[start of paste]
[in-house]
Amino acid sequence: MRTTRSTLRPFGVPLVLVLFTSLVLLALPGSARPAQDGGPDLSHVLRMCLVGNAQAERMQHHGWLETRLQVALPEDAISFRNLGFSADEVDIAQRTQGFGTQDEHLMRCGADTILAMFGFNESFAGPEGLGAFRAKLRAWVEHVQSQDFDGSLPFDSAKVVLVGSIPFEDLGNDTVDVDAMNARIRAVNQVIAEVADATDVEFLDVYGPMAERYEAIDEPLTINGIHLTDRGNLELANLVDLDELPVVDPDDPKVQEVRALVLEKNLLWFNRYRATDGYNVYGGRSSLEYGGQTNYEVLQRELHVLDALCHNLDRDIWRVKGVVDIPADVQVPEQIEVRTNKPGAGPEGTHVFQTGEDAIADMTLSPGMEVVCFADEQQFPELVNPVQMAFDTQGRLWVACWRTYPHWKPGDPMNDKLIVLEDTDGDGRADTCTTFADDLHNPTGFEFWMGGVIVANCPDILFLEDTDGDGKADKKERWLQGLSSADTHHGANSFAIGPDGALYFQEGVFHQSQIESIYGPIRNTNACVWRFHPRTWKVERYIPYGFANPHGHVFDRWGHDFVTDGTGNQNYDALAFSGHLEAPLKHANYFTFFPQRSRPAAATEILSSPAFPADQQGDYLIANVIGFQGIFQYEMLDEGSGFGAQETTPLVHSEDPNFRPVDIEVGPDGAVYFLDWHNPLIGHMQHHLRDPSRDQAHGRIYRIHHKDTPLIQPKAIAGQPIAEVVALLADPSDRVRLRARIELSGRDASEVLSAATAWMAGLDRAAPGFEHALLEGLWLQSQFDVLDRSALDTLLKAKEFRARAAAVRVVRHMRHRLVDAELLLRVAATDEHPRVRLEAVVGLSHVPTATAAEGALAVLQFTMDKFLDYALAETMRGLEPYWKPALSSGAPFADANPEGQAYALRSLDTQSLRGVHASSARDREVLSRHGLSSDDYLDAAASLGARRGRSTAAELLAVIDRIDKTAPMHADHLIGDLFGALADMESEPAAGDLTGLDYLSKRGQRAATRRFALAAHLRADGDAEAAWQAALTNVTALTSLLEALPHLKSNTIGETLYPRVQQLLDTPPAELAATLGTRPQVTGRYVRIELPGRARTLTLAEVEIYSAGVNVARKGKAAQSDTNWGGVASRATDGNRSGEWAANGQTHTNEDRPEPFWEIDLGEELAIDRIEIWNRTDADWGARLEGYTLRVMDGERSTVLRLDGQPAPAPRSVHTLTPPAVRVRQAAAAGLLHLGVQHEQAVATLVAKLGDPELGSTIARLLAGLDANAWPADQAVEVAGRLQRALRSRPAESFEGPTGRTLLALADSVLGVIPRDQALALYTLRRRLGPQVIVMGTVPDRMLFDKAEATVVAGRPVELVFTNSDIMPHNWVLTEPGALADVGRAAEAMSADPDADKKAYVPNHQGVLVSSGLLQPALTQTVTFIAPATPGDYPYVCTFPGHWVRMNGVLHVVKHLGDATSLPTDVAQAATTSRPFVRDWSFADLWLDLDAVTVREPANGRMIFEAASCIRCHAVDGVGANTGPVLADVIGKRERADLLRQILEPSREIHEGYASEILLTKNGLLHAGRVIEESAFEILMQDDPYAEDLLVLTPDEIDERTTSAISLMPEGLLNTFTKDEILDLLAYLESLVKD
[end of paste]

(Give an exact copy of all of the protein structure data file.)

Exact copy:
[in-house]
Amino acid sequence: MRTTRSTLRPFGVPLVLVLFTSLVLLALPGSARPAQDGGPDLSHVLRMCLVGNAQAERMQHHGWLETRLQVALPEDAISFRNLGFSADEVDIAQRTQGFGTQDEHLMRCGADTILAMFGFNESFAGPEGLGAFRAKLRAWVEHVQSQDFDGSLPFDSAKVVLVGSIPFEDLGNDTVDVDAMNARIRAVNQVIAEVADATDVEFLDVYGPMAERYEAIDEPLTINGIHLTDRGNLELANLVDLDELPVVDPDDPKVQEVRALVLEKNLLWFNRYRATDGYNVYGGRSSLEYGGQTNYEVLQRELHVLDALCHNLDRDIWRVKGVVDIPADVQVPEQIEVRTNKPGAGPEGTHVFQTGEDAIADMTLSPGMEVVCFADEQQFPELVNPVQMAFDTQGRLWVACWRTYPHWKPGDPMNDKLIVLEDTDGDGRADTCTTFADDLHNPTGFEFWMGGVIVANCPDILFLEDTDGDGKADKKERWLQGLSSADTHHGANSFAIGPDGALYFQEGVFHQSQIESIYGPIRNTNACVWRFHPRTWKVERYIPYGFANPHGHVFDRWGHDFVTDGTGNQNYDALAFSGHLEAPLKHANYFTFFPQRSRPAAATEILSSPAFPADQQGDYLIANVIGFQGIFQYEMLDEGSGFGAQETTPLVHSEDPNFRPVDIEVGPDGAVYFLDWHNPLIGHMQHHLRDPSRDQAHGRIYRIHHKDTPLIQPKAIAGQPIAEVVALLADPSDRVRLRARIELSGRDASEVLSAATAWMAGLDRAAPGFEHALLEGLWLQSQFDVLDRSALDTLLKAKEFRARAAAVRVVRHMRHRLVDAELLLRVAATDEHPRVRLEAVVGLSHVPTATAAEGALAVLQFTMDKFLDYALAETMRGLEPYWKPALSSGAPFADANPEGQAYALRSLDTQSLRGVHASSARDREVLSRHGLSSDDYLDAAASLGARRGRSTAAELLAVIDRIDKTAPMHADHLIGDLFGALADMESEPAAGDLTGLDYLSKRGQRAATRRFALAAHLRADGDAEAAWQAALTNVTALTSLLEALPHLKSNTIGETLYPRVQQLLDTPPAELAATLGTRPQVTGRYVRIELPGRARTLTLAEVEIYSAGVNVARKGKAAQSDTNWGGVASRATDGNRSGEWAANGQTHTNEDRPEPFWEIDLGEELAIDRIEIWNRTDADWGARLEGYTLRVMDGERSTVLRLDGQPAPAPRSVHTLTPPAVRVRQAAAAGLLHLGVQHEQAVATLVAKLGDPELGSTIARLLAGLDANAWPADQAVEVAGRLQRALRSRPAESFEGPTGRTLLALADSVLGVIPRDQALALYTLRRRLGPQVIVMGTVPDRMLFDKAEATVVAGRPVELVFTNSDIMPHNWVLTEPGALADVGRAAEAMSADPDADKKAYVPNHQGVLVSSGLLQPALTQTVTFIAPATPGDYPYVCTFPGHWVRMNGVLHVVKHLGDATSLPTDVAQAATTSRPFVRDWSFADLWLDLDAVTVREPANGRMIFEAASCIRCHAVDGVGANTGPVLADVIGKRERADLLRQILEPSREIHEGYASEILLTKNGLLHAGRVIEESAFEILMQDDPYAEDLLVLTPDEIDERTTSAISLMPEGLLNTFTKDEILDLLAYLESLVKD